The Bengaluru-based startup encourages children to self-learn and helps them create toys to solve real-life problems.
As technology makes inroads in our daily lives, many fear it will take away jobs. Already, there is a higher supply than demand when it comes to skilled workers. ‘If this is the present, what of the future?’ - This question kept 42-year-old Rohith KN, a father of two, up at night. “I asked myself, ‘how do we get kids ready for the future?"
With this in mind, he started FutureReadyKids in 2014.
FutureReadyKids ties up with schools to encourage students to self-learn and create real-life problem-solving toys in line with their school syllabus. What’s more, it also helps children sell the toys they make on Amazon.
A telecommunications engineer, Rohith worked as Director of Innovation at OnMobile before taking over as the interim CEO of ThinkVidya. This was around when he was working on ideas to make children ‘ready for the future’. He went with the basic premise that doing is understanding, and while schools have been doing this for decades with assigning projects, high competition and lack of time often have parents complete the children’s projects with little thought on what a child really understood.
FutureReadyKids inculcates in children the habit of coming up with mental models on how things work through reading and discussions. After this, they have to ideate and build items or toys to explain and show what they learn.
FutureReadyKids has designed SmartProjects for students from standard five to 10. Students undergo a 45-minute orientation and training to ‘self-learn'. Parents are also oriented to not help students with their projects.
"Children today have a lot of screen sense and can solve a lot of phone-related problems. However, they fumble with simple activities. SmartProjects helps inculcate a ‘daily sense’ or in other words, common sense," says Rohith.
FutureReadyKids assigns projects on topics from the school syllabus that are relevant to real life. Through a mobile application, a project is assigned to students on the first Monday of every month, except when children have exams.
"We assign 10 projects over the year. Our methodology is unique as it connects daily activities to the syllabus," says Rohith.
FutureReadyKids does not guide students through these projects.
"If you have a question, think up an answer and see if it works," says Rohith.
So, Social Studies can come with cooking, Mathematics with art and architecture, and Science with astronomy and even astrology. Children are also exposed to art history, stitching, and plumbing.
"Once students made a toy using syringes and M-Seal to understand plumbing," says Rohith.
Students work in groups of maximum three and the first level involves developing concepts using text books, encyclopaedia, information from the internet, and by talking to elders and experts. Subsequent levels focus on building toys using readily available materials. No kits are provided, and students have to use readily-available products only.
The seventh level is the highest and requires children to apply their learning in an unrelated context. "This is primarily intelligence," says Rohith.
Once the SmartProjects are completed, children participate in a summer-camp, also known as 'make-a-thon', where they find real life problems, use design thinking and invent products to solve these problems. Partner schools provide the space to conduct these workshops.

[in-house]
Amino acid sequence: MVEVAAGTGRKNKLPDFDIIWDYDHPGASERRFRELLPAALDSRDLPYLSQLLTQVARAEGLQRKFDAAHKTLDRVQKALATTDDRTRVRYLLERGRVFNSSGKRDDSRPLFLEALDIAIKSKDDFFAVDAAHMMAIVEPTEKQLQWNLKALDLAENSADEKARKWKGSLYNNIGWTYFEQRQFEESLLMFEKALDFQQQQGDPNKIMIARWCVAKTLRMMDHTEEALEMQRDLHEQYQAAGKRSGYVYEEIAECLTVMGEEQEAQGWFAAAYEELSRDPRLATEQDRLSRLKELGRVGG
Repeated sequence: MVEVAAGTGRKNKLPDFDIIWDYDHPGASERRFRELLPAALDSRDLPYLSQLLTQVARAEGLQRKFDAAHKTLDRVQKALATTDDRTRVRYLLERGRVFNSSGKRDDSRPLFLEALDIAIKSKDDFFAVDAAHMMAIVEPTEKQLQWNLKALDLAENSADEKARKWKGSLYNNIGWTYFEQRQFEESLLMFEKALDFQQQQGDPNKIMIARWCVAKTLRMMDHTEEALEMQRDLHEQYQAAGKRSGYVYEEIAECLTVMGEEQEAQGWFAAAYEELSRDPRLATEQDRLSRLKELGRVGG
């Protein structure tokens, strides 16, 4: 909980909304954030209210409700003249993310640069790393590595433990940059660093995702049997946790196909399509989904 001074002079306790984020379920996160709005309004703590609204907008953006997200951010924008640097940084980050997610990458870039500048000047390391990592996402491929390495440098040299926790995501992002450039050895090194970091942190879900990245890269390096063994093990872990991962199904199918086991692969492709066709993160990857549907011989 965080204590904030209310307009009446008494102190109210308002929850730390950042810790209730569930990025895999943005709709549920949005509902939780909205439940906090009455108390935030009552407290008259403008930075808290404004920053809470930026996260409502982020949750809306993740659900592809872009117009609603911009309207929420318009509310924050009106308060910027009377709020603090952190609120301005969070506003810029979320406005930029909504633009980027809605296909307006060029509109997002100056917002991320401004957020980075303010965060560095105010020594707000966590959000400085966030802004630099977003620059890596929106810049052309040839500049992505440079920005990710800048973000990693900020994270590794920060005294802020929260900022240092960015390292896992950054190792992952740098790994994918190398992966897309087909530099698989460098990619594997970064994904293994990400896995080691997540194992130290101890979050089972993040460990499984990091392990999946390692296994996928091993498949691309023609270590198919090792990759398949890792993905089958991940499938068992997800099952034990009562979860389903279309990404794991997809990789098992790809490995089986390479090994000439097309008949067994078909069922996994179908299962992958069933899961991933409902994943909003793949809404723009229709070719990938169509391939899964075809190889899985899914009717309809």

The best prototypes are selected to build a final product that is sold on Amazon.
TheFutureReadyKids team has already completed a round of SmartProjects and a make-a-thon at the St Joseph Boys High School in Bengaluru, and is looking to partner more schools.
Bootstrapped FutureReadyKids charges about one percent of the school fee, including taxes, for each child. About 40 percent of the revenue is spent on rewards and recognition to students.
Three products invented by FutureReadyKids –Bige (a bag for motorbikes), tie-once shoelace, and nylon waterproof bedsheet holder – are now sold on Amazon.in and FutureReadyKids gets a revenue share.
Selling the idea to schools was challenging. Says Rohith,
"Meeting with principals and doing the orientation was very tiring as schools' primary objective is the children getting grades."
Also, getting the students to think out of the box and invent a product was difficult. "It is not easy to change the parenting methods of individuals." Parents often tended to help children with their projects, making the entire idea redundant. To address this, Rohith says he started a parenting programme on 'how to parent to make your kids ready for future.' He conducted an online workshop for 220 employees of Accenture.
Lastly, selling students' inventions online is another challenge. "We have listed the inventions on Amazon, but it does not sell on its own," says Rohith.
According to the India Brand Equity Foundation, the Indian edtech market is pegged at $2 billion and is expected to reach $5.7 billion by 2020. Players like BYJU’S, Khan Academy, Notesgen, Magic Crate, AlmaMapper, Box of Science, Stuvia and ConceptOwl have already made a mark in the market.
At first glance, FutureReadyKids might look similar to kit providers like Magic Crate, Flinto Box or Box of Science, but what sets it apart is that instead of providing kits, it encourages children to make things themselves.
"We believe that cooking Maggie will not make you a cook. To be a cook, one has to work with the raw materials," says Rohith.
Rohith is looking to sell his idea to eight to 10 schools this year. He is also planning to sign up with corporates and playschool chains for the FutureReadyKids parenting programme. Besides this, Rohith is also focusing on increasing the sales of products in Amazon and help children earn money.